People v. Johnson, 172 Ill. App. 3d 371 (1988)

June 30, 1988 · Illinois Appellate Court · No. 85—3028
172 Ill. App. 3d 371

THE PEOPLE OF THE STATE OF ILLINOIS, Plaintiff-Appellee, v. WALTER D. JOHNSON, Defendant-Appellant.

First District (1st Division)

No. 85—3028

Opinion filed June 30, 1988.

*373James J. Doherty, Public Defender, of Chicago (Margaret Drewko, Assistant Public Defender, of counsel), for appellant.

Richard M. Daley, State’s Attorney, of Chicago (Thomas V. Gainer, Jr., Bonnie Meyer Sloan, and Frank J. Savaiano, Assistant State’s Attorneys, of counsel), for the People.


delivered the opinion of the court:

Defendant Walter Johnson was convicted of voluntary manslaughter after a jury trial and sentenced to 12 years’ imprisonment. On appeal, he argues that his conviction should be reversed because (1) his *374use of force was reasonable under the circumstances; (2) the trial court erred by barring evidence of the decedent’s reputation for violent behavior; and (3) the trial court abused its discretion by imposing a 12-year sentence on the defendant. We affirm.

The facts giving rise to the appeal are as follows. On February 1, 1985, the defendant was approached by Calvin Dates (Calvin), a coworker at the Zimmerman Brush Company, who tried to sell him a gun. Although defendant did not want the gun, he was afraid to say so to Calvin. He told Calvin he would think about it and later called him to tell him that he did not want to buy the gun. Calvin told defendant that he nonetheless owed him $20 for his trouble. Calvin phoned the defendant several times during the day demanding money, and at lunch time, cornered him in the washroom, instructing him to be at the currency exchange at 4 p.m. Walter told several co-workers, Timothy Kindle, Milton O’Neal and Freyja Mason, about this incident.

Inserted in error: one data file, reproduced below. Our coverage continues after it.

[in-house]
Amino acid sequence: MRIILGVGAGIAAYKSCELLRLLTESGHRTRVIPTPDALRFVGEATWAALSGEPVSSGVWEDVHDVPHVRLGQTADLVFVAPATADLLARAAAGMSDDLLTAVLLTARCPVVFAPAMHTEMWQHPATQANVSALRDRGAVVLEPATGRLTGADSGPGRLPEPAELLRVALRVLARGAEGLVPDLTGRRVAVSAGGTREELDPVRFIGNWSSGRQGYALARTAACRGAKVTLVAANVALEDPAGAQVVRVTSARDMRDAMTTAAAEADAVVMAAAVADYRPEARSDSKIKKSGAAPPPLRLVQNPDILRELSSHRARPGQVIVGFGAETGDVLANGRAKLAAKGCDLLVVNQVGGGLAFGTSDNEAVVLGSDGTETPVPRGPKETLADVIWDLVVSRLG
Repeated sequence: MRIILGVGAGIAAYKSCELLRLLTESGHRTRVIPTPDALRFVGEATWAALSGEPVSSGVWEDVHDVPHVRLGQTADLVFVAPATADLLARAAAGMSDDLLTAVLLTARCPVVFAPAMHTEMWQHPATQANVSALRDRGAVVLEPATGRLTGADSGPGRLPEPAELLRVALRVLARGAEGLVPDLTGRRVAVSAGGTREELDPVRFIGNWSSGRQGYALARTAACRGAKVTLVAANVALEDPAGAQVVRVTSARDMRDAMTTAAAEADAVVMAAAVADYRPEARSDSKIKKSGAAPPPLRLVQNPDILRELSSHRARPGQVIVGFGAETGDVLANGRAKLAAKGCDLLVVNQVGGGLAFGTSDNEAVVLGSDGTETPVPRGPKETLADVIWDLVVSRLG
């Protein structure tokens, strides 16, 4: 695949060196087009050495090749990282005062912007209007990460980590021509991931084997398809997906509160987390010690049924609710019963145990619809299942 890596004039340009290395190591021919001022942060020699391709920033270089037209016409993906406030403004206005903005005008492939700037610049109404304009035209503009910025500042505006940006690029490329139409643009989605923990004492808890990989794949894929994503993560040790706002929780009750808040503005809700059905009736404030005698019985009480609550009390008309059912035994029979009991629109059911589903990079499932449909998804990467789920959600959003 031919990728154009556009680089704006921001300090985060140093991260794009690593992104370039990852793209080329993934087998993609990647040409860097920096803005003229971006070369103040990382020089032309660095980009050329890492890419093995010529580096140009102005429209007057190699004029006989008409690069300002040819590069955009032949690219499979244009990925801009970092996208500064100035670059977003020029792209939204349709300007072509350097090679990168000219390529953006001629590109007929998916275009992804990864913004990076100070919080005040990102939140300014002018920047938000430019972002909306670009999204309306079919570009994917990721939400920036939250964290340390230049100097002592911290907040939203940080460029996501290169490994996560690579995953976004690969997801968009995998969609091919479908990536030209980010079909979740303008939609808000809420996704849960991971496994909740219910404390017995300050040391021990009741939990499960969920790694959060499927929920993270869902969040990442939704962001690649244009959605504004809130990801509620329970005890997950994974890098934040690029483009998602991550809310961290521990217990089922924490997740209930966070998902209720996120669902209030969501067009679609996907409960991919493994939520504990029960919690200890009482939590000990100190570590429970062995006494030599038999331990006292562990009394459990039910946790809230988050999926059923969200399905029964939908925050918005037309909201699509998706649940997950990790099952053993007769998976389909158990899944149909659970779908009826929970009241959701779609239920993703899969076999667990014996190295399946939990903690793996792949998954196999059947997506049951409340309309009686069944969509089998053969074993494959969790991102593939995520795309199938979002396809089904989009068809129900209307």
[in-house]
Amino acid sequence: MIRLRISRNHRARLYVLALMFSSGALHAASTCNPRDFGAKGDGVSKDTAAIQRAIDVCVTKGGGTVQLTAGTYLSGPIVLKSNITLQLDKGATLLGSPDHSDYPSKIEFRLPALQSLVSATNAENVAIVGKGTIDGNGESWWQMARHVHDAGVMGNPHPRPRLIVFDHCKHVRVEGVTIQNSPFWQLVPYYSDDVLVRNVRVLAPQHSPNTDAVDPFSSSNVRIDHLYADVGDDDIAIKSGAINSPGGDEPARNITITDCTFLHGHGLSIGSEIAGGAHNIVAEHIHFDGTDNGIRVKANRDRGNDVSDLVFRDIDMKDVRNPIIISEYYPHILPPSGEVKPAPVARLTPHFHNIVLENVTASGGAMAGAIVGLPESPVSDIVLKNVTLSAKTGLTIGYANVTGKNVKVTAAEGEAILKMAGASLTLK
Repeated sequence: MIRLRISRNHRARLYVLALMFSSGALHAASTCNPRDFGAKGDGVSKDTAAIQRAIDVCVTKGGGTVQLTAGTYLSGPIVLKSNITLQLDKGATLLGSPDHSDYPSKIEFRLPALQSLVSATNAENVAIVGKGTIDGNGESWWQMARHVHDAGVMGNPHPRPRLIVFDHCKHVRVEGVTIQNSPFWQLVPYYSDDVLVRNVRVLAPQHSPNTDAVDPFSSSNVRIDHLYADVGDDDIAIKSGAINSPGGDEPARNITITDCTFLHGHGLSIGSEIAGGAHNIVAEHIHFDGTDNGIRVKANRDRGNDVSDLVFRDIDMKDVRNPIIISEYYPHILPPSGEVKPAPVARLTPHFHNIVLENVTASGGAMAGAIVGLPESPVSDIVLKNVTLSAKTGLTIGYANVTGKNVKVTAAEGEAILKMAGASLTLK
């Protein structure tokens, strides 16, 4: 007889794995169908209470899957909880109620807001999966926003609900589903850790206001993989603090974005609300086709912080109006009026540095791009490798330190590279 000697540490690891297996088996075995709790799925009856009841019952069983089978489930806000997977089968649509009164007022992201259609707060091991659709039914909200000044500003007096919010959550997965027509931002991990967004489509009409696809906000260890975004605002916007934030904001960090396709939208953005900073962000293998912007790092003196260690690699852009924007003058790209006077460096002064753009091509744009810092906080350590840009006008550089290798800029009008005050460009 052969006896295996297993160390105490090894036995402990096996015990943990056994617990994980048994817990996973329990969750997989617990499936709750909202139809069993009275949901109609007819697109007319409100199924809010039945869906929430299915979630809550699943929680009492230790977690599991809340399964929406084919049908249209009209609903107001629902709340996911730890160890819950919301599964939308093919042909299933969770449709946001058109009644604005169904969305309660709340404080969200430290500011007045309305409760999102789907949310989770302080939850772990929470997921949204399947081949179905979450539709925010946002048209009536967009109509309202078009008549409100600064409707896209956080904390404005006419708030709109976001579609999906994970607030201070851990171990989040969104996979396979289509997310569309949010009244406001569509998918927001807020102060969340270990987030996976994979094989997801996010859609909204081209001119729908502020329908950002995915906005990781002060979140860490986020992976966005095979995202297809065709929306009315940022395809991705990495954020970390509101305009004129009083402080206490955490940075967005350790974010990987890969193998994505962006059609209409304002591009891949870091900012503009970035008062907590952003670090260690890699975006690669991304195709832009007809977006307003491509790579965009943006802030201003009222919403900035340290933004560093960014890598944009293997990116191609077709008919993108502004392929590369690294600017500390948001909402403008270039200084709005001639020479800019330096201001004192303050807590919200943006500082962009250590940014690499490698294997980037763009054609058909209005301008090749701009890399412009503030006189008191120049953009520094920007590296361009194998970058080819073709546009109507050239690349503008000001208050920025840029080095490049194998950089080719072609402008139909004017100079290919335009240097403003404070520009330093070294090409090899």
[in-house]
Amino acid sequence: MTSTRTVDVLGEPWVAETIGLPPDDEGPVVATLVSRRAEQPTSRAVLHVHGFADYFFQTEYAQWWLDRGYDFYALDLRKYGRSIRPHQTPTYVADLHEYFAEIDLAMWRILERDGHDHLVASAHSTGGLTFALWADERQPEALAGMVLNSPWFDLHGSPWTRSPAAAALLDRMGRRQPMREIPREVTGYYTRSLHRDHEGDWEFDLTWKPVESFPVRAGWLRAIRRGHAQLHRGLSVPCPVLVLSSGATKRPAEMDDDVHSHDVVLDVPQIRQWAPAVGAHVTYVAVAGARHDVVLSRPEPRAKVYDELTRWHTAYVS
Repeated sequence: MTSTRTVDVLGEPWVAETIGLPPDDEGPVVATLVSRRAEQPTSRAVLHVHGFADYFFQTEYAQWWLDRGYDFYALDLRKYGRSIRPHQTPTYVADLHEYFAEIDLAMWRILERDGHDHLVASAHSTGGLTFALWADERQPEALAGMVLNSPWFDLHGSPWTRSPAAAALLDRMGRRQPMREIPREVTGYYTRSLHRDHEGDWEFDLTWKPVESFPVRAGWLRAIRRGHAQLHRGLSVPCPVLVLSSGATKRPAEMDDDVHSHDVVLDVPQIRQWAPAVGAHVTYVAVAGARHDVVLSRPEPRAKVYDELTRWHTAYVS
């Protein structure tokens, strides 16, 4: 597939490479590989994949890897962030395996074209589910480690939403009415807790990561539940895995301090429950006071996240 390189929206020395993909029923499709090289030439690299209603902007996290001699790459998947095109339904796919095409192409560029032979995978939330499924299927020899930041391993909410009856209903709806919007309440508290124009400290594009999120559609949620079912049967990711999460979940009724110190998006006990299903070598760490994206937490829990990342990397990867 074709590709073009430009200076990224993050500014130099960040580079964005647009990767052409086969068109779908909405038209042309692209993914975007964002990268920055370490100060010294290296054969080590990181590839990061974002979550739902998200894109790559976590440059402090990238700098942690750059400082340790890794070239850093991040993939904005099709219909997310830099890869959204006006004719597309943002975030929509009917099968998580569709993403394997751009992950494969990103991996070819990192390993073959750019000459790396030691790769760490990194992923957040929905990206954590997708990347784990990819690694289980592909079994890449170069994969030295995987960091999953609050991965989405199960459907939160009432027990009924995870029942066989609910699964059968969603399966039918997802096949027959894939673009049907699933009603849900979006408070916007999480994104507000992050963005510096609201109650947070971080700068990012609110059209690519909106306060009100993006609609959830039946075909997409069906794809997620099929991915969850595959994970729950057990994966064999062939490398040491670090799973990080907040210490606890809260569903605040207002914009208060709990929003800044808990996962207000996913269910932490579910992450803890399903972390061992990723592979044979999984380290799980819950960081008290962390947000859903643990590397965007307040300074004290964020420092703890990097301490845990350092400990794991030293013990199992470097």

At about 3 p.m., the defendant called his friend, Linda Hadwick, told her what had happened and asked her to bring him a gun. Hadwick brought the gun at approximately 3:45 p.m., at which time Walter placed the gun in his waistband and returned to work. When he reached the 6th floor, he examined the gun and saw that it was loaded. He told two co-workers, Freyja Mason and Milton O’Neal, about the gun.

At approximately 4 p.m., defendant left work and found Calvin waiting for him outside of the factory. The two men walked down Lake Street toward Halsted, Calvin with his hands in his pockets. Although Calvin never said so, the defendant assumed they were going to the currency exchange so that Walter could cash his paycheck.

There are several versions of what next occurred. Calvin was shot and killed and defendant was questioned immediately thereafter. Immediately after the shooting, the defendant had told Detectives Wendt and Puleaf of the Chicago police department and Assistant State’s Attorney Dawn Overend that when he and Calvin had reached the corner of Lake and Peoria, Calvin stopped to wave at someone. The defendant seized the opportunity and struck Calvin in the head with his fist. At that time, Calvin stumbled to the ground and a gun fell out of his pocket. Walter said he ran over, picked up the gun and pulled the trigger twice, but that the gun failed to fire either time. As Calvin started to get up, Walter pulled the trigger a third time and the gun fired, striking Calvin in the side. Walter told the detective that as Calvin fell, the gun was knocked to the ground and broke apart. Walter picked up the pieces of Calvin’s gun and ran away. Walter signed a written statement to that effect.